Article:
In this late volume, Le Guin reflects on many of the things that animated her thinking throughout her life: the ways in which genre matters (and the gendered elitism inherent in those who sneer at it), how writing works, the ills of the publishing industry, and the knowledge of women. A few pieces offer glimpses into her own life: a tour through the unique architecture of her childhood home, and an address to NARAL in which she reflects on her own abortion. Included also is her internet-famous speech to the National Book Foundation in which she dealt a death blow to capitalism, imbuing so many of us with the hope of its demise. In the first essay, she notes that while “you’re usually alone when you read, you are in communion with another mind” (6). Few minds are as delightful to spend time with then hers.
Here’s Le Guin, responding to criticism of The Dispossessed:
So The Dispossessed, a science-fiction novel not only concerned with politics, society, and ethics but approaching them via a definite political theory, has given me a lot of grief. It is generally, not always but often, been discussed as a treatise, not as a novel. This is its own damn fault, of course—what did it expect, announcing itself as a utopia, even if an ambiguous one? Everybody knows utopias are to be read not as novels but as blueprints for social theory or practice.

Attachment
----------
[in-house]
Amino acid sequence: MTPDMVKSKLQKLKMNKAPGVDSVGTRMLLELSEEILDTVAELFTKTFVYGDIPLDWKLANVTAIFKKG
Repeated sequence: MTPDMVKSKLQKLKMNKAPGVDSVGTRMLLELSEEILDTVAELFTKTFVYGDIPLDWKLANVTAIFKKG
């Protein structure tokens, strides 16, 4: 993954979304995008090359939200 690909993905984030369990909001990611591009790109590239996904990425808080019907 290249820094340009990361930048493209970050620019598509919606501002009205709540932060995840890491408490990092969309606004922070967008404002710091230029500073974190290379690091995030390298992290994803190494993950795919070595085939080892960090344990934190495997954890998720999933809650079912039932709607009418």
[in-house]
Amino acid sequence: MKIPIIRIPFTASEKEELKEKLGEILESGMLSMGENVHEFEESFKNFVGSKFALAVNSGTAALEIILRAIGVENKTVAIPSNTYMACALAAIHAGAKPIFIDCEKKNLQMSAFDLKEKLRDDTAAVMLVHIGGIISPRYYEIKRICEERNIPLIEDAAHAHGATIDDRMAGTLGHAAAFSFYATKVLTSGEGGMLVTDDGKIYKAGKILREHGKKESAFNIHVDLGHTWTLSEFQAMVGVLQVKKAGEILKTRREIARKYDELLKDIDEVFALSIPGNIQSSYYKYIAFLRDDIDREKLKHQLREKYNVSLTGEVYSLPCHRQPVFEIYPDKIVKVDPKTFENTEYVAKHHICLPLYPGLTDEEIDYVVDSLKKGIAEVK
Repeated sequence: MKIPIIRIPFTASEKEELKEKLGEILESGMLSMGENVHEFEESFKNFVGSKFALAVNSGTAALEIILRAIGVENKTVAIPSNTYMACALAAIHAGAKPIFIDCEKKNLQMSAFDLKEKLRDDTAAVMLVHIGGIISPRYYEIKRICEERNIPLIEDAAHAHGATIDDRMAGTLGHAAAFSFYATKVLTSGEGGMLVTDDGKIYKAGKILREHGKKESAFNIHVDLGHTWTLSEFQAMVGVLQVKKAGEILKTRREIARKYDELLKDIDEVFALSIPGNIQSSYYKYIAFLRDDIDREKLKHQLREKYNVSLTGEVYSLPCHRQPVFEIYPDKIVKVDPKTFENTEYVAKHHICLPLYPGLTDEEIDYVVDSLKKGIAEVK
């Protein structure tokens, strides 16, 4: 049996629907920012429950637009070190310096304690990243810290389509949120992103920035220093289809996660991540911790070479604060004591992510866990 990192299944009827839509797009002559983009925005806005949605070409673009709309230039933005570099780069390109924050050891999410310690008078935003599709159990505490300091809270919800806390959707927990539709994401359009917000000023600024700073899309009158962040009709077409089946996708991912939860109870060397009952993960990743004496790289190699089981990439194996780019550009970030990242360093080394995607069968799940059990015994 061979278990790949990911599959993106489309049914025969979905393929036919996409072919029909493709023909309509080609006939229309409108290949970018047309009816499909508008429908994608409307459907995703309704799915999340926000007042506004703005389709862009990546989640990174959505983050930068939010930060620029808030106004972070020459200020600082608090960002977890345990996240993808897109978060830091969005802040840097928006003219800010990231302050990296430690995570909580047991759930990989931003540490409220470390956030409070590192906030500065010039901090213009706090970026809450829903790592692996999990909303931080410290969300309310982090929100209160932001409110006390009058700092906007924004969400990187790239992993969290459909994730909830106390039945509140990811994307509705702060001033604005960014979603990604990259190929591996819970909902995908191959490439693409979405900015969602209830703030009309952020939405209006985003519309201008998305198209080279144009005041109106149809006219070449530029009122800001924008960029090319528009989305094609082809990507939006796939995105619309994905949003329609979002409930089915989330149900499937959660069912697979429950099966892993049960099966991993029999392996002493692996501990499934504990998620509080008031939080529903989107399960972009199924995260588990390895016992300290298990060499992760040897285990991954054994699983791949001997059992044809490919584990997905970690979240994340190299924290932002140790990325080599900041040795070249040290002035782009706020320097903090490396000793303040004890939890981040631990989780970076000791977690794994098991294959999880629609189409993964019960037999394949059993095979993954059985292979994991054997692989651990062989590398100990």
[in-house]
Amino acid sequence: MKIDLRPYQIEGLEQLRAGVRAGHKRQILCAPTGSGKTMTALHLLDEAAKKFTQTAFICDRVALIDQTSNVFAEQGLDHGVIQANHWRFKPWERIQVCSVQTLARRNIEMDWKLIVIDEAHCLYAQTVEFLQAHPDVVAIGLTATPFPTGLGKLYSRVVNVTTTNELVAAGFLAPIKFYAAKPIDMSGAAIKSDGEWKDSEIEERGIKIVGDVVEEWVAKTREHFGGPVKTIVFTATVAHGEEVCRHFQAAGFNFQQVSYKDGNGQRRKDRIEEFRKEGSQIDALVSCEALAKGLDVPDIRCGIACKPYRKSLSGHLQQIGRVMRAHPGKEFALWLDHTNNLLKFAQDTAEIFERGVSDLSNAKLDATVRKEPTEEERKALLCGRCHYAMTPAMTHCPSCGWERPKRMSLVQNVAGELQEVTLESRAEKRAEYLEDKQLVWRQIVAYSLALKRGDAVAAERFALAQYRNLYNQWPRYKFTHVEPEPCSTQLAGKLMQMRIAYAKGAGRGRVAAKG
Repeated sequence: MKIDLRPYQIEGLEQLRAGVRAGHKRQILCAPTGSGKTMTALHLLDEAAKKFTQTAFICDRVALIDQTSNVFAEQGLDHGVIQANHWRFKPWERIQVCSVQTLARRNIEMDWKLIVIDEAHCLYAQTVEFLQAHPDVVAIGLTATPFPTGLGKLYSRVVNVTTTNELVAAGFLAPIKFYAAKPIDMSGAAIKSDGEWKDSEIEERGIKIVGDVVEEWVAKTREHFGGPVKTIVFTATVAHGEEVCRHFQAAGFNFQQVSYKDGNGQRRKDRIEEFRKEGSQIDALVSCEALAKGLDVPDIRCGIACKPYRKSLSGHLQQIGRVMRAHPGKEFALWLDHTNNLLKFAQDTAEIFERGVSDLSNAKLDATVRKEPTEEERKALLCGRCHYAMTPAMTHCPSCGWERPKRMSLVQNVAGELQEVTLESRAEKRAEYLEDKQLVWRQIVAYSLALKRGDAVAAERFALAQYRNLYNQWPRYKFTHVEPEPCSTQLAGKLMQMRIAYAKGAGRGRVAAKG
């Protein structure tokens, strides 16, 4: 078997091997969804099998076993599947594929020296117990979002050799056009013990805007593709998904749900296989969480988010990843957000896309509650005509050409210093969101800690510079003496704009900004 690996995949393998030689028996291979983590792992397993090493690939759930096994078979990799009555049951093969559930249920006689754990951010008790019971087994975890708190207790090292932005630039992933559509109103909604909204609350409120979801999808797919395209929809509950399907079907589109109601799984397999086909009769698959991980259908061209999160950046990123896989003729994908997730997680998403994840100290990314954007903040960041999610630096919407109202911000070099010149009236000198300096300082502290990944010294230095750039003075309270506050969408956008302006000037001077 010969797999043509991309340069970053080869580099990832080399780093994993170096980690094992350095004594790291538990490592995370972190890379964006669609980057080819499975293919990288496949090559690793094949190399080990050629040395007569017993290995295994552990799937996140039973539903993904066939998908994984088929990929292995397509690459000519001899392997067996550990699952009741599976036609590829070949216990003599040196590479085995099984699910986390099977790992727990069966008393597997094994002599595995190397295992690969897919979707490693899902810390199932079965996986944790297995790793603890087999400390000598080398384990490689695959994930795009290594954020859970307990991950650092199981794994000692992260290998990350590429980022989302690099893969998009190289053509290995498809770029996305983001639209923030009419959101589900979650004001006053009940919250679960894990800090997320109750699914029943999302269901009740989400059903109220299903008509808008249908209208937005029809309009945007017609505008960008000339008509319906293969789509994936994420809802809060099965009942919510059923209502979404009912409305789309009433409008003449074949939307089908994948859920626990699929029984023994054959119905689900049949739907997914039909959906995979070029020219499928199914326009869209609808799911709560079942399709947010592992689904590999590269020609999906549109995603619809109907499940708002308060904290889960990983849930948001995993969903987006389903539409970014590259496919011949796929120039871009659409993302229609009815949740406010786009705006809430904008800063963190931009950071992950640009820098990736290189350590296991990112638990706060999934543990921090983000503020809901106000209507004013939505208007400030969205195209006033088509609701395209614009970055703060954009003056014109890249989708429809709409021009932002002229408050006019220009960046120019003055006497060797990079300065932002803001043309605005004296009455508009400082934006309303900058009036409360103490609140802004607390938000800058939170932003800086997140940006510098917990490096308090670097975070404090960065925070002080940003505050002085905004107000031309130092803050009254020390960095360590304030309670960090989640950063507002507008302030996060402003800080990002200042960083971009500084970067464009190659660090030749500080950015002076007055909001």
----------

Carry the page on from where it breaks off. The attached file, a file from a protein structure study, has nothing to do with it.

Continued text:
But the fact is that, starting with Plato’s Republic in Philosophy 1-A when I was seventeen, I read utopias as novels. Actually, I still read everything as novels, including history, memoir, and the newspaper. I think Borges is quite correct, all prose is fiction. So when I came to write a utopia of course I wrote a novel.
I wasn’t surprised that it was treated as a treatise, but I wondered if the people who read it as a treatise ever wondered why I had written it as a novel. Were they as indifferent as they seemed to be to what made it a novel—the inherent self-contradictions of novelistic narrative that prevent simplistic, single-theme interpretation, the novelistic “thickness of description” (Geertz’s term) that resists reduction to abstracts and binaries, the embodiment of ethical dilemma in a drama of character that evades allegorical interpretation, the presence of symbolic elements that are not fully accessible to rational thought?Le Guin, Words Are My Matter, page 22
It occurs to me that to read everything, including the news, like a novel—to be cognizant and accepting of discontinuities and conflicts, of multiple interpretations, of symbol that sits alongside more objective truths—is maybe the skill we most need to employ in navigating the world of news today, when there is so much news, and so few ways of making it all cohere.